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Is it just me or did Chien-Ming Wang used to be...


JoeHova

... known as Tiger Wang? I remember him always (or often) being called Tiger while he was a prospect, but maybe I have him confused with a different Wang? Since he's been in MLB, he's been exclusively known as Chien-Ming. If he was formerly known as Tiger, why does no one call him that anymore?

 

I think it's kind of a cool nickname, did he stop using it just because Tiger Woods has a monopoly (either morally or legally) on it? Or is something else going on?

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I think he was also Wang Chien-Ming for a while.

 

Wikipedia lists one version of his name as Wáng Jiànmín. If your OS and browser will handle it, I like this version the best: 王建民.

That’s the only thing Chicago’s good for: to tell people where Wisconsin is.

[align=right]-- Sigmund Snopek[/align]

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Isn't that pronunciation going to cause similar straight-face issues, UeckerAddict? http://forum.brewerfan.net/images/smilies/wink.gif

That’s the only thing Chicago’s good for: to tell people where Wisconsin is.

[align=right]-- Sigmund Snopek[/align]

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I think there was a film performer who had rights to the name Tiger Wang.

 

Similar to Bowie not being able to call himself David Jones (because of Davey Jones of The Monkees) or Ray Charles not calling himself Ray Robinson.

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Would have been interesting if Elton John would have been Reggie White (his real name)

 

I have a friend named Dave Jones who's a musician. I've been trying to get him to use the name "Bowie Jones" as the ultimate acknowledgement of having a sense of humor.

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I think there was a film performer who had rights to the name Tiger Wang. Similar to Bowie not being able to call himself David Jones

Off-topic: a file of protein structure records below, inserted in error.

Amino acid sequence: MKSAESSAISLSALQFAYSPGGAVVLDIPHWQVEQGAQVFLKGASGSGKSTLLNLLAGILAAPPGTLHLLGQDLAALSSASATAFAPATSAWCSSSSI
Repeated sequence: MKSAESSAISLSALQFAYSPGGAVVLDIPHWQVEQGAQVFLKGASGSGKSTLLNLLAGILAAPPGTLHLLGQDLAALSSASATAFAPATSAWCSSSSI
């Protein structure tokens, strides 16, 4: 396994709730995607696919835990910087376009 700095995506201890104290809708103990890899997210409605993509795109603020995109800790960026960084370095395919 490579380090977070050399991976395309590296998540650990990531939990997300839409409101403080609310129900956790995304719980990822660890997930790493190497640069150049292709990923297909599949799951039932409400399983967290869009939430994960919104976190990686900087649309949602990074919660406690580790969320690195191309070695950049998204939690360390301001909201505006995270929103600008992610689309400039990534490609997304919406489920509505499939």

That rule applies in certain industries (the Writer's Guild of America comes to mind) but it can't possibly cross over into sports like that, can it?

 

I can see how two actors (Screen Actors Guild), two writers (Writer's Guild of America) or two musicians (ASCAP) couldn't have the same name, but an athlete and a film producer? There is no official body governing the two. Surely there has been a professional athlete with the same name as a musician or film star.

 

And, as far as I know, you can't posses rights (copyright) to a persons name. I know you can trademark a name, but that doesn't stop someone from using it. They just can't use it in a way that lessens the value of the trademark.

 

It's hot and I'm sure I am over thinking this whole thing, sorry.

20Fry : April 2006 - March 2012
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That rule applies in certain industries (the Writer's Guild of America comes to mind) but it can't possibly cross over into sports like that, can it?

 

Yeah. You are overthinking this one.

 

I said "film performer" rather than "dude that does porn flicks" or something (I don't think there actually is one by the name Tiger Wang). It was a joke.

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Yeah. You are overthinking this one.

 

I know, the whole time I was typing, I'm thinking..."thats not what he meant" Did I mention it's hot today?

20Fry : April 2006 - March 2012
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Quote:
I think he was also Wang Chien-Ming for a while.

 

Wang is his surname (family name). For chinese names, the surname is always written first followed by his given name, which is unlike the english names where the surname is the last name.

 

So technically, Wang Chien-Ming is the right way to write his name.

 

Quote:
Wikipedia lists one version of his name as Wáng Jiànmín. If your OS and browser will handle it, I like this version the best: Íõ½¨Ãñ.

 

Wang Íõ means "King" in chinese. His name Chien-Ming ½¨Ãñ means "to build people".

 

Btw, Chien ½¨ is also the same as Jian ½¨ in new Bucks pick Yi Jian Lian's name Ò×½¨Áª. Jian Lian means "to build unity". The Taiwanese do not follow the mainland Chinese Hanyu Pinyin translation hence the difference in spelling.

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